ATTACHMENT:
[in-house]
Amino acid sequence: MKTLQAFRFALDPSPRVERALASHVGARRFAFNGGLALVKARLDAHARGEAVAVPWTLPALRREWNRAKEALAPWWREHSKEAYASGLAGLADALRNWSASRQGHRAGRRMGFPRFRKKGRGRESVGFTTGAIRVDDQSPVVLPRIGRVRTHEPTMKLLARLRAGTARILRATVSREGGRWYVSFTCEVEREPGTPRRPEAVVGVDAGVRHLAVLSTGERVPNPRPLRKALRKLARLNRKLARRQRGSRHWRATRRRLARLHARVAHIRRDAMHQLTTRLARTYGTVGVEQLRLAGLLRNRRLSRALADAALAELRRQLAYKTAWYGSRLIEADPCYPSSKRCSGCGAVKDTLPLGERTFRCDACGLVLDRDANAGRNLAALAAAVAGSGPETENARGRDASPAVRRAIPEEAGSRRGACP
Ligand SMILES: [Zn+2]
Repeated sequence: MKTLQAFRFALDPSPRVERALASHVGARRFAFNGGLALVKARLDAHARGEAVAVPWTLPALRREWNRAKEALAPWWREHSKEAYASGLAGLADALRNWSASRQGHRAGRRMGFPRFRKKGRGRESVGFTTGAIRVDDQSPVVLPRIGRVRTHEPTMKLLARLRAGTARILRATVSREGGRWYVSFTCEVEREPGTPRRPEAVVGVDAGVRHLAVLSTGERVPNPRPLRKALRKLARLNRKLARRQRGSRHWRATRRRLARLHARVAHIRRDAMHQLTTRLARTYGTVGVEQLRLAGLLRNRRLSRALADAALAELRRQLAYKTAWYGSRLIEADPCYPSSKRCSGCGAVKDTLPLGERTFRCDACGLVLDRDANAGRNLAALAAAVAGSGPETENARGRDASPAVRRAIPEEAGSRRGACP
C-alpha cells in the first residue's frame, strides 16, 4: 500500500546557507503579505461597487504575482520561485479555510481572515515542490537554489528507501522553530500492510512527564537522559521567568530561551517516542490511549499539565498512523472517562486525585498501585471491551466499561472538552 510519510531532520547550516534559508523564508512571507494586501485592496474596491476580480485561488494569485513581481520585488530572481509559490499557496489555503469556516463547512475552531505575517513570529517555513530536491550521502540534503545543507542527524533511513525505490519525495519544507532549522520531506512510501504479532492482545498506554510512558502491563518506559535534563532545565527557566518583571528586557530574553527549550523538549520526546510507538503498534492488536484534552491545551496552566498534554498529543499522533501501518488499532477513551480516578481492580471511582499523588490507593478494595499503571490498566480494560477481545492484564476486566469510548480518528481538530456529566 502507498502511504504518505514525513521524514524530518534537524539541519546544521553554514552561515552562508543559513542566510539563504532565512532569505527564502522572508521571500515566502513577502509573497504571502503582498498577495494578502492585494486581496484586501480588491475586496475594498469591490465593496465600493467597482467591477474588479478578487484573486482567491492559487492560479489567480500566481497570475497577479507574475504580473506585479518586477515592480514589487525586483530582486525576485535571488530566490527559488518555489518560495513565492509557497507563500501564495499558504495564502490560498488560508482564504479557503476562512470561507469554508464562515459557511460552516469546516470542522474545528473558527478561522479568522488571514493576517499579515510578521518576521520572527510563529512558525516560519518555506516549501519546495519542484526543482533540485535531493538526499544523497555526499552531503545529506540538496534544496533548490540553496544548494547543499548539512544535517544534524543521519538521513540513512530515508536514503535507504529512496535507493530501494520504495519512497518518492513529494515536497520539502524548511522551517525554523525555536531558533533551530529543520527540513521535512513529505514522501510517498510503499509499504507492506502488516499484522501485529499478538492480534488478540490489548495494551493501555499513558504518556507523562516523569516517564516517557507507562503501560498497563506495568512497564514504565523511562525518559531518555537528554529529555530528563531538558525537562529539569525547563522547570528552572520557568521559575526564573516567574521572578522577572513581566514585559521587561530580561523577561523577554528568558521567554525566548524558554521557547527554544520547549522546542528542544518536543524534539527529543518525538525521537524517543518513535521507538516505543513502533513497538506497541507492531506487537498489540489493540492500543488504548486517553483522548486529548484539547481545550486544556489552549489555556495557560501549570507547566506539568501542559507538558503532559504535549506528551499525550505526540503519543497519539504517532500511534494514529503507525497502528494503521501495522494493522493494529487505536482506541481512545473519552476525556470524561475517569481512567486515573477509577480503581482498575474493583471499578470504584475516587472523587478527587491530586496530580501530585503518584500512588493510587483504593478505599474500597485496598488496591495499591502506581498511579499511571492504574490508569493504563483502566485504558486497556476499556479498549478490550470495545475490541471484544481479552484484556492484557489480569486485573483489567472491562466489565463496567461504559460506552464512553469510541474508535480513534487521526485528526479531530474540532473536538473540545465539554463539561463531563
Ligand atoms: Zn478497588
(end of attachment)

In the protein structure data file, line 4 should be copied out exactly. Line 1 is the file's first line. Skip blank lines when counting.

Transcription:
Repeated sequence: MKTLQAFRFALDPSPRVERALASHVGARRFAFNGGLALVKARLDAHARGEAVAVPWTLPALRREWNRAKEALAPWWREHSKEAYASGLAGLADALRNWSASRQGHRAGRRMGFPRFRKKGRGRESVGFTTGAIRVDDQSPVVLPRIGRVRTHEPTMKLLARLRAGTARILRATVSREGGRWYVSFTCEVEREPGTPRRPEAVVGVDAGVRHLAVLSTGERVPNPRPLRKALRKLARLNRKLARRQRGSRHWRATRRRLARLHARVAHIRRDAMHQLTTRLARTYGTVGVEQLRLAGLLRNRRLSRALADAALAELRRQLAYKTAWYGSRLIEADPCYPSSKRCSGCGAVKDTLPLGERTFRCDACGLVLDRDANAGRNLAALAAAVAGSGPETENARGRDASPAVRRAIPEEAGSRRGACP